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John Lynch: 'Lucrative games market is a rough playground for investors'



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This is probably the truest statement of the obvious you will read this week: if you don't keep up with the kids, the world will pass you by.

I've already discovered that this was the case with music and fashion, and it is also true in investment - as I recently discovered when I happened upon the video games sector, one that until recently had passed me by.

That is a multi-billion blind spot and I should be casting around for forgiveness.

I thought I would rectify my neglect this week by zeroing in on a big player in the video game business called Activision Blizzard (AB). Anyone else new to this particular market will be astonished by the revenues it attracts.

The company is a leading global developer of interactive entertainment for video games consoles (Xbox, PlayStation), PCs and mobile phones. It also operates e-sports events and creates film and TV productions based on games.

The group is the result of a merger between US firm Activision and French group Vivendi. Based in California, it operates in more than 15 countries, including Ireland, with 10,000 employees. It has a market value of $39bn with revenues of $7bn.

Activision came about when game developers at the sector's trailblazer, Atari, demanded recognition and asked to be paid royalties, rather like musicians. Getting short shrift from their employer, they upped and established Activision.

The merger with Vivendi 10 years ago created the world's most profitable online and game publishers. It is not the biggest, however, that honour goes to China's Tencent group.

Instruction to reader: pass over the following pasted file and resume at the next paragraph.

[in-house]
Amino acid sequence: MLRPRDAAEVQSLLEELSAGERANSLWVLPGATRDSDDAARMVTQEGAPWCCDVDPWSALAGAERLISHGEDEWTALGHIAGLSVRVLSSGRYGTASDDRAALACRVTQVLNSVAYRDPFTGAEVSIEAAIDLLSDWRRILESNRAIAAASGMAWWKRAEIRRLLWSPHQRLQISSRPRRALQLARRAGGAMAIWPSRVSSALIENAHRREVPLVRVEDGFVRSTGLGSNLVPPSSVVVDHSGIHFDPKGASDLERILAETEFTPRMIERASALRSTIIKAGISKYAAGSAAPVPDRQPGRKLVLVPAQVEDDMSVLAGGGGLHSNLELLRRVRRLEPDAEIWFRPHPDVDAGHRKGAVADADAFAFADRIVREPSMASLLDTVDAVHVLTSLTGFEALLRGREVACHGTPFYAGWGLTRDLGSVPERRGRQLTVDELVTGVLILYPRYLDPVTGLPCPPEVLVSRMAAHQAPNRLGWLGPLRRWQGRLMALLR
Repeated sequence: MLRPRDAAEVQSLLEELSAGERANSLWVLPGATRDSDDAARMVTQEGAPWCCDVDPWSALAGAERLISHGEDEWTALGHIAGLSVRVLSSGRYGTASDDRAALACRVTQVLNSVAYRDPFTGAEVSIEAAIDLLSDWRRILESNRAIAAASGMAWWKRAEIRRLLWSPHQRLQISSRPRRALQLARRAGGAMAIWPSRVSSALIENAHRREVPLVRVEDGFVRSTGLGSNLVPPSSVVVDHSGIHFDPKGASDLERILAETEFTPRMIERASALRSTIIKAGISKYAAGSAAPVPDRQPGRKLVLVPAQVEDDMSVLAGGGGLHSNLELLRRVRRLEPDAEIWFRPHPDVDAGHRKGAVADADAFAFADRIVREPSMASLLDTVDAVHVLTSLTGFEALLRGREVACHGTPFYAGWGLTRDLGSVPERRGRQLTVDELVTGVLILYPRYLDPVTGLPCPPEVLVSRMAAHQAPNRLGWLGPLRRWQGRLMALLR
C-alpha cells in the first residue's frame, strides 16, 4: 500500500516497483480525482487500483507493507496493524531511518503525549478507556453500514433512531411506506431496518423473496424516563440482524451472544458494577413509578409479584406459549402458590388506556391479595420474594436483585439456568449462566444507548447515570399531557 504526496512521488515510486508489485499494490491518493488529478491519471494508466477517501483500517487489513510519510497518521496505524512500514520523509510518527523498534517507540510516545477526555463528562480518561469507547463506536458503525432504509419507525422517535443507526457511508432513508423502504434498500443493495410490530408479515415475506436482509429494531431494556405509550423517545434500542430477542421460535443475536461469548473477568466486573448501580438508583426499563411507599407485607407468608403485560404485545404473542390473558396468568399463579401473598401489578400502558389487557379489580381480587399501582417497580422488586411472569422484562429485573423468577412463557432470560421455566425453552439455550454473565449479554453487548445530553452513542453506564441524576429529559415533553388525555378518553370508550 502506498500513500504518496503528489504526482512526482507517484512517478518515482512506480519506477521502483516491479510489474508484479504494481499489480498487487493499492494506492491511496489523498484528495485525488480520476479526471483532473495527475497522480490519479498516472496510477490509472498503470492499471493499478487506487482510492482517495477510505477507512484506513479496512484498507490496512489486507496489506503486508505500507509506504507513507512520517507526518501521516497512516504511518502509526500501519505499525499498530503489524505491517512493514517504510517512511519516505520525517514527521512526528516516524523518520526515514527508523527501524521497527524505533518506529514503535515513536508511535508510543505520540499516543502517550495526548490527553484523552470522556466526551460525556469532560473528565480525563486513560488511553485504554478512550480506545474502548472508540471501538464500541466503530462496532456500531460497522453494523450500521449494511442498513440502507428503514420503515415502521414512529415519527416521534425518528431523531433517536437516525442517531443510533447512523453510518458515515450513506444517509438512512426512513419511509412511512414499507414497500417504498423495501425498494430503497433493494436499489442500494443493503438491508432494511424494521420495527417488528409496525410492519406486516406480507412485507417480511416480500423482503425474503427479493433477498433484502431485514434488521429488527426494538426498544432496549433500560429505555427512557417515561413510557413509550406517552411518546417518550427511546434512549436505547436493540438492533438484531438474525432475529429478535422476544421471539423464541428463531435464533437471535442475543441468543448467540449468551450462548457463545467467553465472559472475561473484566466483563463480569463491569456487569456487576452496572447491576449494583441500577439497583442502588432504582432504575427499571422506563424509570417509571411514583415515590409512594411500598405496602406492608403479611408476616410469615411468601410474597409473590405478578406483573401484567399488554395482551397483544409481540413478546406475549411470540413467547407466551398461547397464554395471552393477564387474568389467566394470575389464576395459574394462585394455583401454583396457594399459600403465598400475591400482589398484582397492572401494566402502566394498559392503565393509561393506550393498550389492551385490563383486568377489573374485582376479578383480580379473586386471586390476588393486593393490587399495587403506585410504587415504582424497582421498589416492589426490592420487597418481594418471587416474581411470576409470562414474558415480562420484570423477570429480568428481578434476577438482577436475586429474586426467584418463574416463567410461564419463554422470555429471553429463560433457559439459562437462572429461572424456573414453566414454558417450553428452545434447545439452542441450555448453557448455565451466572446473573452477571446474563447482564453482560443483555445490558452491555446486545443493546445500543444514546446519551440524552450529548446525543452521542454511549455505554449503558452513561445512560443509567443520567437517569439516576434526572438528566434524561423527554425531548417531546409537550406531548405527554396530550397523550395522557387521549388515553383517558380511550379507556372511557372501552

At the time of the merger, Activision was one of the world's leading independent publishers in game entertainment, and Vivendi was the holding company for Blizzard Entertainment, whose 'World of Warcraft' was then the world's best-selling game.

The completion of the transaction saw the merged company achieving leadership across all categories. Today it claims it has more monthly active users than Netflix has subscribers.

The group's three main game divisions, Activision, Blizzard and King Digital, each account for one third of total revenues. But Activision, helped by its wildly popular 'Call of Duty' game, is the most profitable with 40pc of operating profits.

Four of its games, 'Candy Crush', 'World of Warcraft', 'Call of Duty' and 'Overwatch' (the latter specially designed for e-sports), account for two-thirds of all revenues.

A lot of attention has been focused on the development of video games as a spectator sport. The company operates competitive live gaming events called Major League Gaming (MLG). Earlier this year, they signed a deal with Disney Sports Channel to bring the finals of its league on to the main sports channel.

It is unclear how the older viewer accustomed to athleticism and sporting ability will respond to teams of young people pounding on keyboards. In spite of the hype, MLG is not yet a profit blockbuster.

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Revenue last year topped analysts' expectation at $7bn. Four-fifths of the revenue generated was online and the remainder from retail sales.

Over half of the revenues were generated in the US, with the remainder from Europe, China and Japan. However, this year the Chinese set up a political roadblock halting approvals of new games.

Operating income was $2.4bn but net income fell to only $273m following a significant tax payment.

Investors in the company were very pleased until recently. The group shares jumped 75pc in the year to September, reaching a record high of $84. Since then, it has plunged to $50 a share, the result of the stock market rout in October and November.

This industry has a low entry barrier with thousands of new games launched each month.

So only big companies with strong brands can survive. Activision Blizzard is one such company but I think this is a share to pass on.

Nothing in this section should be taken as a recommendation, either explicit or implicit to buy any of the shares mentioned.

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